This course will explore American environmental politics, from the late 1800s to the present day, with a focus on understanding the actors, institutions, and structural power dynamics that impact environmental struggles. We will proceed by engaging with a variety of historical and contemporary case studies related to clean air and water, forests, energy, public lands, and climate change. These cases will provide insight into major theories and concepts relevant to American politics; the historical evolution of American environmental policy; the ways in which various interest groups seek to influence environmental policy; and the role played by social movements that operate outside of formal political institutions.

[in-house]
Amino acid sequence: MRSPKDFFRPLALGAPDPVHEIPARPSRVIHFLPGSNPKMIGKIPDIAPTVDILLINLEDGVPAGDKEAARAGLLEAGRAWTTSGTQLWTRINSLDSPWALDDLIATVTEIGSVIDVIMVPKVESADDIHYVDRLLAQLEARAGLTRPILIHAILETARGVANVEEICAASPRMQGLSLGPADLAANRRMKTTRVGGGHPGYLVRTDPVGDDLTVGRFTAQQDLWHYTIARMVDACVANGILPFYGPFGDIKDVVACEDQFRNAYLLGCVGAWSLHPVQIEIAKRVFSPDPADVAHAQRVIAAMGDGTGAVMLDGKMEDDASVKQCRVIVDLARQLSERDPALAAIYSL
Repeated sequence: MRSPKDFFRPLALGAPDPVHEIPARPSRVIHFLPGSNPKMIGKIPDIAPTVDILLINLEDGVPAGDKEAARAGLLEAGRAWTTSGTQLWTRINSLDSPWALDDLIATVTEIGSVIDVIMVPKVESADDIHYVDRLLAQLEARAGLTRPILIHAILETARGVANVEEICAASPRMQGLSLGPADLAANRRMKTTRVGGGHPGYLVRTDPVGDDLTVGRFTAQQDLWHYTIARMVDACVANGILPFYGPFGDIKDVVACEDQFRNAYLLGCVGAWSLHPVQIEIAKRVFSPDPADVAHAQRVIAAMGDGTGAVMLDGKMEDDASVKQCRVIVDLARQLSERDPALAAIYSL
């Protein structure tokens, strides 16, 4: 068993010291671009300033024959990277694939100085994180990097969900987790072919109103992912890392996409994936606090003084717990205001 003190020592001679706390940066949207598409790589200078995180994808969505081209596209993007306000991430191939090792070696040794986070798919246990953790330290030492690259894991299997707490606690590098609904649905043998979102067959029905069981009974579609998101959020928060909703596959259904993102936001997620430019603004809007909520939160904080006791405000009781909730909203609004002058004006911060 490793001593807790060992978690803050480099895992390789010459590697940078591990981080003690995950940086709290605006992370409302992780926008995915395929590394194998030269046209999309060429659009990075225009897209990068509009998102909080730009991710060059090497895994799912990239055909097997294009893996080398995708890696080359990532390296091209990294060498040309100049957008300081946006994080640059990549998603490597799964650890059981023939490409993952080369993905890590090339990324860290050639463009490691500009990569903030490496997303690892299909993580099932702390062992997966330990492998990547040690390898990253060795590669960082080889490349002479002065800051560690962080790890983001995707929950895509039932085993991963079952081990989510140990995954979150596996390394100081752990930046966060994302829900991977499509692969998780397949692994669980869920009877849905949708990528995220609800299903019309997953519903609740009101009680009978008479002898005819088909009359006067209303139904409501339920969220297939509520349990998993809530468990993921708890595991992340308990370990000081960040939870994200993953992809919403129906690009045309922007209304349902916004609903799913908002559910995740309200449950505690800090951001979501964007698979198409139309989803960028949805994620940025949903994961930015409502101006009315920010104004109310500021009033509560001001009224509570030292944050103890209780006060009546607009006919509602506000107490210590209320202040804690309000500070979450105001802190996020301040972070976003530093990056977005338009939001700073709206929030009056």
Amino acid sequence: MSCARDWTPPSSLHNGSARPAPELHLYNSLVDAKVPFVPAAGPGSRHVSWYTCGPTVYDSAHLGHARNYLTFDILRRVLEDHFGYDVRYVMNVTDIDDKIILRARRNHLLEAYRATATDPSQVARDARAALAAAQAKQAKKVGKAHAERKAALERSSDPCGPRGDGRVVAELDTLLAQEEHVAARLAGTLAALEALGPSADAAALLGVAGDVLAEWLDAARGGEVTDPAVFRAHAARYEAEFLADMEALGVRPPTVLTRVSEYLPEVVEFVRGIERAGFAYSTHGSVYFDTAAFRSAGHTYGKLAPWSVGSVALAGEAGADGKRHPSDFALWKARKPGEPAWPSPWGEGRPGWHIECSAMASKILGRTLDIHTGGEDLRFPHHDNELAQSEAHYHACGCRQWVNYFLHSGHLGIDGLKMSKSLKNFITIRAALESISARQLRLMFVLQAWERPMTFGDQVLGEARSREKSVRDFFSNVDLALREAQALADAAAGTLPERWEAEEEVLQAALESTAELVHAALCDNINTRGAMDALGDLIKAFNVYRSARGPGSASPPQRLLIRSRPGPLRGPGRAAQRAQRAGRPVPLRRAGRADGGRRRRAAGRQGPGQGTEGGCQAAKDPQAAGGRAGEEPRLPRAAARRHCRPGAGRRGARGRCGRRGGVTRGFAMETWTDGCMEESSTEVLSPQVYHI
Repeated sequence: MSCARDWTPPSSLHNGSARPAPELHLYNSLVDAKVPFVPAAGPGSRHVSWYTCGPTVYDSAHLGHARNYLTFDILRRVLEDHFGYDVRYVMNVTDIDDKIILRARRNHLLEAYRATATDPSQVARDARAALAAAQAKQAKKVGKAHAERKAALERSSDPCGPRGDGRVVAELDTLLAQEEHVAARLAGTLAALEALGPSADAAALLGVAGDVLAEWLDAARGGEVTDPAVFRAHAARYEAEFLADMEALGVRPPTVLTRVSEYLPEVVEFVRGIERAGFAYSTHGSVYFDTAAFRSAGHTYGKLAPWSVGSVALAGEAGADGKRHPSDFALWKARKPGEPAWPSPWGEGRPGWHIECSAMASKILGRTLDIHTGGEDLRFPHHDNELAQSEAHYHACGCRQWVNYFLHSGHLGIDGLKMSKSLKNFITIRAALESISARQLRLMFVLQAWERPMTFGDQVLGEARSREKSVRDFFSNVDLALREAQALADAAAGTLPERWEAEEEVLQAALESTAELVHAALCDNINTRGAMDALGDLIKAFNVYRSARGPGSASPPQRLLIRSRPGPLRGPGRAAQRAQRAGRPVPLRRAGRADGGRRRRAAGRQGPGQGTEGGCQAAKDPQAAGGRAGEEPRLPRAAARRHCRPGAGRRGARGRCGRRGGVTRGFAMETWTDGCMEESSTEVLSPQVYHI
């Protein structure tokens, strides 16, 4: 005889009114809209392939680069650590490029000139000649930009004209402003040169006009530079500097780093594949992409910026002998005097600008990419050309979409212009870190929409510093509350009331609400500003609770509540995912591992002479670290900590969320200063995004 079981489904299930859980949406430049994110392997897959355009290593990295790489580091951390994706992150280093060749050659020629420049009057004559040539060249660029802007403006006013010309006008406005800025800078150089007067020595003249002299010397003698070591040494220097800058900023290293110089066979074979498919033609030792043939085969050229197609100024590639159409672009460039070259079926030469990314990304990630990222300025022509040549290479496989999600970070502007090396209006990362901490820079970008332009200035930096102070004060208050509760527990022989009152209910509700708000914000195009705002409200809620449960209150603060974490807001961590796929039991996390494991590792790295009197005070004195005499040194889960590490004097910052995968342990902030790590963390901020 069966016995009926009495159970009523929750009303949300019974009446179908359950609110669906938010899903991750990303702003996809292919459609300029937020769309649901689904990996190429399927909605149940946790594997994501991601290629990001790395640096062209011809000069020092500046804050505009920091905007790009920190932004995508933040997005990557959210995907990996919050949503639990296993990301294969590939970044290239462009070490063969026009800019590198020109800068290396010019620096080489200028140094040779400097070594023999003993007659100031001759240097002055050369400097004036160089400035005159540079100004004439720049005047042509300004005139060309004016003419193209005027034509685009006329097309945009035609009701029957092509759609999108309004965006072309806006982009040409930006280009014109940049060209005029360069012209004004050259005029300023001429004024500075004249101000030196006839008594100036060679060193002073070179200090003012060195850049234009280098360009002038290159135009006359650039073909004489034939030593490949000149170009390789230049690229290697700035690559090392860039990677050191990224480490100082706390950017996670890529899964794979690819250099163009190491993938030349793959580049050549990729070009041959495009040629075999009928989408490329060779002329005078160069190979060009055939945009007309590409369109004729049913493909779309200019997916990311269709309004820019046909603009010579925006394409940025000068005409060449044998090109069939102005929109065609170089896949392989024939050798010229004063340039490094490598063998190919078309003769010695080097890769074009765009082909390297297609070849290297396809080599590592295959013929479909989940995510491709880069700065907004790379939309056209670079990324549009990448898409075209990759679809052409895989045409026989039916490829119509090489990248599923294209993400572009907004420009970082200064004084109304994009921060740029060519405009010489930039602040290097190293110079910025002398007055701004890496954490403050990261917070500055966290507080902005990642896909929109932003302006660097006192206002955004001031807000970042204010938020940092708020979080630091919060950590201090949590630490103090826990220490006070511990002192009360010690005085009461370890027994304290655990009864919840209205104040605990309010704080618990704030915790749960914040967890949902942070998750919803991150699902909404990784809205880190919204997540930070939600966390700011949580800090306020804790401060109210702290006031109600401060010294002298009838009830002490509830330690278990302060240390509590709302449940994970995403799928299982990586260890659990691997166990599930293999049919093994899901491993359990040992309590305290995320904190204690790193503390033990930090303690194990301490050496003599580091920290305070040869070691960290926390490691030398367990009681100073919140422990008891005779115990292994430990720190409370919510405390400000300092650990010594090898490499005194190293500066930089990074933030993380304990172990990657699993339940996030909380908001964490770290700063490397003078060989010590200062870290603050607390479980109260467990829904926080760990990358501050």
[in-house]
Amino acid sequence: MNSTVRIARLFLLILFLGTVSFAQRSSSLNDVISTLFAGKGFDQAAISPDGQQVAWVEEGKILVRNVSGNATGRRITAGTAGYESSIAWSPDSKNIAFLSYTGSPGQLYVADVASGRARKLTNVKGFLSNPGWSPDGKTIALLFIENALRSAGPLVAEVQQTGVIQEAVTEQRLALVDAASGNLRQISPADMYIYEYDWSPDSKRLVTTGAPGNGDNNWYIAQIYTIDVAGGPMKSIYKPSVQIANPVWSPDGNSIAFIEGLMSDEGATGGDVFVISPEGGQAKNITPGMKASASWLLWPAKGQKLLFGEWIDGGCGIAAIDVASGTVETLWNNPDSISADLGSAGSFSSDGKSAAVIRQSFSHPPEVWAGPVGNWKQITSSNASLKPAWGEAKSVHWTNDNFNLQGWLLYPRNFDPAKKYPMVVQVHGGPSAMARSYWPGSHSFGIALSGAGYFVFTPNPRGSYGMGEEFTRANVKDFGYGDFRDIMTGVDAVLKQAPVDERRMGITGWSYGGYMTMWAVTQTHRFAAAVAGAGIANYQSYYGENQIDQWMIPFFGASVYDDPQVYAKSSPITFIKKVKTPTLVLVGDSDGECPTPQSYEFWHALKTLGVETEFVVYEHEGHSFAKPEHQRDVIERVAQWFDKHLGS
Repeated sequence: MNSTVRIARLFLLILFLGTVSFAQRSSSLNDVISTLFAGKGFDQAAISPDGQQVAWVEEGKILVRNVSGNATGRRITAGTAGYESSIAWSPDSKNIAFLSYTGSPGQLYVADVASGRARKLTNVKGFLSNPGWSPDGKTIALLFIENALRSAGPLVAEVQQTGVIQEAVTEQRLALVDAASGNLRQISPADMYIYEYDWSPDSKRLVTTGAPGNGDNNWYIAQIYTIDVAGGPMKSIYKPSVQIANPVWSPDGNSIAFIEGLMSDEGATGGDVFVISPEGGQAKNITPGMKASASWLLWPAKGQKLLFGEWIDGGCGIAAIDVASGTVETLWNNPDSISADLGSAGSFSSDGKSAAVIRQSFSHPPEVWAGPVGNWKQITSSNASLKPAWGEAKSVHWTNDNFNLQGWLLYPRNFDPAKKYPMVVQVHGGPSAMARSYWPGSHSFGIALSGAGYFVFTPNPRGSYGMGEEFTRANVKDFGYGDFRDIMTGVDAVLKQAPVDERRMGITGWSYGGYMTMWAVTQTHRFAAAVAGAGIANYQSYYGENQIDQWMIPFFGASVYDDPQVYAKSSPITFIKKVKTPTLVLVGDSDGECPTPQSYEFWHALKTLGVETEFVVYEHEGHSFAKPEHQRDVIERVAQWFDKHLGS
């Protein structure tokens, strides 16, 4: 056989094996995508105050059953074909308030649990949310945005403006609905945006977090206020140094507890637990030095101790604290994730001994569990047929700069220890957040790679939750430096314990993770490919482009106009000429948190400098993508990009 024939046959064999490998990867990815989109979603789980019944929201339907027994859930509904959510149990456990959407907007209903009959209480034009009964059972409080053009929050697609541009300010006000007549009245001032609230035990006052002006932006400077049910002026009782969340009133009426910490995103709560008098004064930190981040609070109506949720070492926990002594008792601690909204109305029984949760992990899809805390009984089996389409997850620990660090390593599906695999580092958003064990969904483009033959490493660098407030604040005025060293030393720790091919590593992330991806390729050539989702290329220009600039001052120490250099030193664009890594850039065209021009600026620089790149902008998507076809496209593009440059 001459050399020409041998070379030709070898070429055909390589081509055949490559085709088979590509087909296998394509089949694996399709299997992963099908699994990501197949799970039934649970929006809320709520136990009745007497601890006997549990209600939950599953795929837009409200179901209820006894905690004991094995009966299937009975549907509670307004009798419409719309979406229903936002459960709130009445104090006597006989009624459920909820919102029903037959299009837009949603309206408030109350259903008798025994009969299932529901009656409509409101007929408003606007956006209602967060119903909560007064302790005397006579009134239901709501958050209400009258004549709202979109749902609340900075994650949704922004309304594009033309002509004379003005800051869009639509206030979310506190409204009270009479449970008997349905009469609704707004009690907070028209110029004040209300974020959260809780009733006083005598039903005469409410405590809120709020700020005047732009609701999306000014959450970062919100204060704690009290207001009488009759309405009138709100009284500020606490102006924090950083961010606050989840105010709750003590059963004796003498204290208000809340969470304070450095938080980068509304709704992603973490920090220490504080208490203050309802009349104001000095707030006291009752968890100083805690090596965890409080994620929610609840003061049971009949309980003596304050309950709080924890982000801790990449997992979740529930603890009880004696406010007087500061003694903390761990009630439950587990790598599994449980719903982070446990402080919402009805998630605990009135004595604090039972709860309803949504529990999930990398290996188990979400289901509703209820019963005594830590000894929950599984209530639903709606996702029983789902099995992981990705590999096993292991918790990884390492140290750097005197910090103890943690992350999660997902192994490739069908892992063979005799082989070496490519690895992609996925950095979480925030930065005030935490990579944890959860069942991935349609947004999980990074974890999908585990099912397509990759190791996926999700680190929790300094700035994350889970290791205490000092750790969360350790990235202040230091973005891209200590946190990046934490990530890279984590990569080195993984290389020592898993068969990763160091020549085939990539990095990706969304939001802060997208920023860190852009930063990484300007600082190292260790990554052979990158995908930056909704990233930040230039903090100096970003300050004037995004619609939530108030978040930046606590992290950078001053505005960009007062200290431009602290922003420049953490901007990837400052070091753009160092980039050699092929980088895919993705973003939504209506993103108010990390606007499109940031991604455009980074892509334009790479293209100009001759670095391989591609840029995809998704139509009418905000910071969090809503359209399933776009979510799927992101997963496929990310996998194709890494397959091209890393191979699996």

-Students will be introduced to the theories of power that social scientists use to make sense of the world, as well as major concepts employed by scholars of public policy.
-Students will gain a working grasp of the history of struggles over access to and control over land, water, and forests in the United States.
-Students will examine different ways of conceptualizing and valuing nature and the environment.
Delivery Method: Fully in-person
Course Level: 2000-level
M/Th 10:00AM - 11:50AM (Full-term)
Maximum Enrollment: 22
Course Frequency: Every 2-3 years
Categories: All courses , Environment , Fully In-Person , SCT